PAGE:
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Bates Research  |  03-14-24

AI Inventory and Risk Assessment: What a Financial Institution Risk Officer Needs to Know

It’s 10 PM, do you know what your AI is doing?  This question is a play on a popular question that appeared on TV screens across the U.S. in the 1960s, 1970s, and 1980s at 10 or 11 at night, reminding parents to be aware of their children’s whereabouts.  The intent was to keep children safe.

We want to keep financial institutions safe, too.  Safe and sound, actually.  And while the use of Artificial Intelligence (AI) can benefit institutions in many ways, it can also create risk – risk that can impact safety and soundness.

For managers at financial institutions to understand AI risk, they first need to conduct a thorough inventory of what AI is being used, by whom, and for what purpose inside their firm.  This is an important step because many financial institutions haven’t yet crafted an AI strategic plan and roadmap and are using AI somewhat randomly.  The information gained from conducting an AI inventory project can be used as the first step of performing an overall AI risk assessment.

First Things First: Define and Inventory AI Usage

Before taking an inventory, define what is meant by “AI” so leadership can respond consistently and correctly to the inevitable questions from their teams.  Explain that the inventory needs to include all of the applications used at the institution that claim to incorporate AI, such as fraud identity systems, customer risk rating systems, “negative news” systems used in customer due diligence, and transaction monitoring systems.  Ask each system owner to contact the vendor for an explanation of how and in what manner AI is used in the system.  Beware of “AI Washing,” a term recently used by SEC Chair Gensler, to describe vendor’s misrepresentation and exaggeration of a system’s AI capabilities.

Explain that the inventory needs to also include more ad hoc use of AI, such as generative AI queries and chatbots.  While it’s not a certainty that such tools are being used, it’s increasingly likely that generative AI may be leveraged in areas where sales, marketing, communications, and learning/development materials are being created, in systems development where code is generated, in customer service/advisory roles where answers can be retrieved quickly from data inside and outside the institution, and even in regulatory compliance where regulations can be searched quickly.  Because leadership might not be aware of when Marketing, for example, is using generative AI tools to develop social media posts, consider sending a survey to each employee to inventory the ad hoc AI used across the institution.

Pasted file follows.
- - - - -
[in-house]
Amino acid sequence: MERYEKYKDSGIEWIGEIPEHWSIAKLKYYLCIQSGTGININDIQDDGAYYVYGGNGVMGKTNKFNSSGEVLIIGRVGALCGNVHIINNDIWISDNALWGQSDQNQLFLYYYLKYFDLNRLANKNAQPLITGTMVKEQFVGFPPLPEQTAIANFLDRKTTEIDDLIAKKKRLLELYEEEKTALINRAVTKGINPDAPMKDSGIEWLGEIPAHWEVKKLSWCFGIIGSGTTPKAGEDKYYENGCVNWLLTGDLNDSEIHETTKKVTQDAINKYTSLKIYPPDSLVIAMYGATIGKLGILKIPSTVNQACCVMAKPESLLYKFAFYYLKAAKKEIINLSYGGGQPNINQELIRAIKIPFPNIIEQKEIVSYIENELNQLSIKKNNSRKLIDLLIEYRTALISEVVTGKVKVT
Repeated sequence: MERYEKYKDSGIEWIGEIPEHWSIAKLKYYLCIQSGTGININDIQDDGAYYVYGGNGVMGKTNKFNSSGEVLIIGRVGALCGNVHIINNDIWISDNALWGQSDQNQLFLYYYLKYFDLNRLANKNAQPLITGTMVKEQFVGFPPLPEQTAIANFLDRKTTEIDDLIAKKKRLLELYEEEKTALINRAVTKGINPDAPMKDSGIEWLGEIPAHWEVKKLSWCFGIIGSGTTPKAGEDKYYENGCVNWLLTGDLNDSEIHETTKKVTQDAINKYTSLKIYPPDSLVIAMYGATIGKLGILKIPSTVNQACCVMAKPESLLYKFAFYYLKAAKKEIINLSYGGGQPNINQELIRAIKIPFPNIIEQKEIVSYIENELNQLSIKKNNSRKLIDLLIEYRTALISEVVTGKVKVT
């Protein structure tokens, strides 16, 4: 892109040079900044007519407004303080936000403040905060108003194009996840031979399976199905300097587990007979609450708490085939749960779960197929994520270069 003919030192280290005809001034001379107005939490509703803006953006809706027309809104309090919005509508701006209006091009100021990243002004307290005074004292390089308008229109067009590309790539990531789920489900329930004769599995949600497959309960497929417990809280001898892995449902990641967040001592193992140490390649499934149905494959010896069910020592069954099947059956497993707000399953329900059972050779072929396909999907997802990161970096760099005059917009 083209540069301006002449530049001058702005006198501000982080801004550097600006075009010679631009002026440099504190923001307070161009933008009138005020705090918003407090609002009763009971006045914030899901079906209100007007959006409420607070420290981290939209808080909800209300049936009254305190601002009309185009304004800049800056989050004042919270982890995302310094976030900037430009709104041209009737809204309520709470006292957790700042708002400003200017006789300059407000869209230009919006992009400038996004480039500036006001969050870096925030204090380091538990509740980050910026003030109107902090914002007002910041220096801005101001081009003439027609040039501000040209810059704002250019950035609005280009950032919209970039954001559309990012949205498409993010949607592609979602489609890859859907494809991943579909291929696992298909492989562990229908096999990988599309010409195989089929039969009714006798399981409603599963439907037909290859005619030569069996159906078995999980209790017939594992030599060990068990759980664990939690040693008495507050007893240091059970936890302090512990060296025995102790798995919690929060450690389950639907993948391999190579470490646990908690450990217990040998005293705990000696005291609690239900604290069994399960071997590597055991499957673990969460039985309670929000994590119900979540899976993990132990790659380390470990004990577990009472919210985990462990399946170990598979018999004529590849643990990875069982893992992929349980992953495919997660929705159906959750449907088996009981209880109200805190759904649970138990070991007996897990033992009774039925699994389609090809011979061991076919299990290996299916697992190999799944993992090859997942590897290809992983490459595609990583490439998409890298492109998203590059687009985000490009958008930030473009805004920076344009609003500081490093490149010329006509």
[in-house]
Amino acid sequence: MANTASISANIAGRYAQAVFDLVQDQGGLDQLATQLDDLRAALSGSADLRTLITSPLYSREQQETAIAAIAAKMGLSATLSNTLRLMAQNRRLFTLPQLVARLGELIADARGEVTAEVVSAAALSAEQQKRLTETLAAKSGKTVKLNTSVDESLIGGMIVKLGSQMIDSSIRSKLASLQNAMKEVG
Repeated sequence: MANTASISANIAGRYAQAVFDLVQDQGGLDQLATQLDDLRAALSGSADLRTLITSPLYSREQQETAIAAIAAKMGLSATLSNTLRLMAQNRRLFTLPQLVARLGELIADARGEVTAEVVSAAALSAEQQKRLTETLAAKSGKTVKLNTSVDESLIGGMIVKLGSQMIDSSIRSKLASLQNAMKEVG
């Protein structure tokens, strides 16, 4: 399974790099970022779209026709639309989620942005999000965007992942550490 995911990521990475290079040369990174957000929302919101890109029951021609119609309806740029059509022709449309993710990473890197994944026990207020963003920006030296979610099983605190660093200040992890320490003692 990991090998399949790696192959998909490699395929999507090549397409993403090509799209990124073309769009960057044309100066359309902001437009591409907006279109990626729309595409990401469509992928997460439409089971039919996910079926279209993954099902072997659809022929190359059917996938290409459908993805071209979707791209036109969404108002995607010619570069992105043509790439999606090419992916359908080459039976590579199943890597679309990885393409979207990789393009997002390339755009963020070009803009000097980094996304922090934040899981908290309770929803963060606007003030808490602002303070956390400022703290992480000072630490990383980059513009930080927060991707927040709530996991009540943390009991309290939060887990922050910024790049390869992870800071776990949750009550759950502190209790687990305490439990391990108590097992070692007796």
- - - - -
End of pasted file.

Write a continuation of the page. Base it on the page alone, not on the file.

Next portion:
Once Inventoried, Conduct an Initial AI Risk Assessment

Armed with the knowledge of who is using AI and in what manner, consider having a Risk Analyst meet with each department leader to conduct the risk assessment, noting that the first risk will likely be that the institution has “incomplete knowledge of ‘who, what, where, when, and how’ of AI use in the institution.”  There are also standard governance risks such as “AI is being deployed without an approved framework,” “The institution lacks AI policies and procedures,” “The institution lacks an AI approval process,” etc.  So, the Risk Analyst must rely on standard practices and conduct the AI risk assessment the same way as any other risk assessment, at least initially, until a body of knowledge is generated on this topic.  However, the Risk Analyst should have a working knowledge of how AI can be used so they can ask the right questions, identify risks, and understand controls.

The first AI risk assessment will likely be rudimentary, but a rudimentary risk assessment is better than none at all, especially from an examiner’s perspective.  The risk assessment might reveal that additional controls need to be implemented, which is common with newer initiatives.  What’s important to Risk Officers is how the institution responds to the risk assessment.

Log Issues and Define Corrective Action

Once the risk assessment is complete, note the areas where risk hasn’t been remediated to be consistent with the institution’s risk appetite, log any issues, and formulate corrective action plans.  Some issues might require a timelier management response than others.  For example, if the risk assessment reveals there are many staff using ad hoc generative AI with no governance at all, then communicating basic AI guidelines and parameters should be done sooner rather than later.  Similarly, if the risk assessment revealed there is no internal “owner” or sponsor of AI in the firm, then one should be appointed. 

The corrective action will likely include the creation of a number of controls, and since these will all be considered “self identified,” a regulatory examination should go smoother than if examiners revealed and the need for controls themselves.

Regardless of where an institution is in its AI journey, it’s best to take the time to conduct an AI inventory and risk assessment to identify and remediate risks in order to stay safe and sound.

How Bates Helps

The experts at Bates Group are knowledgeable about AI, AML/CFT/BSA, and regulatory compliance, and are prepared to assist with creating your AI inventory and performing an AI risk assessment.  To find out more, please contact Bates Group today.

AI Inventory and Risk Assessment: What a Financial Institution Risk Officer Needs to Know

Brandi Reynolds

Managing Director, BSA/AML Compliance, FinTech & Virtual Assets

breynolds@batesgroup.com

864.809.7718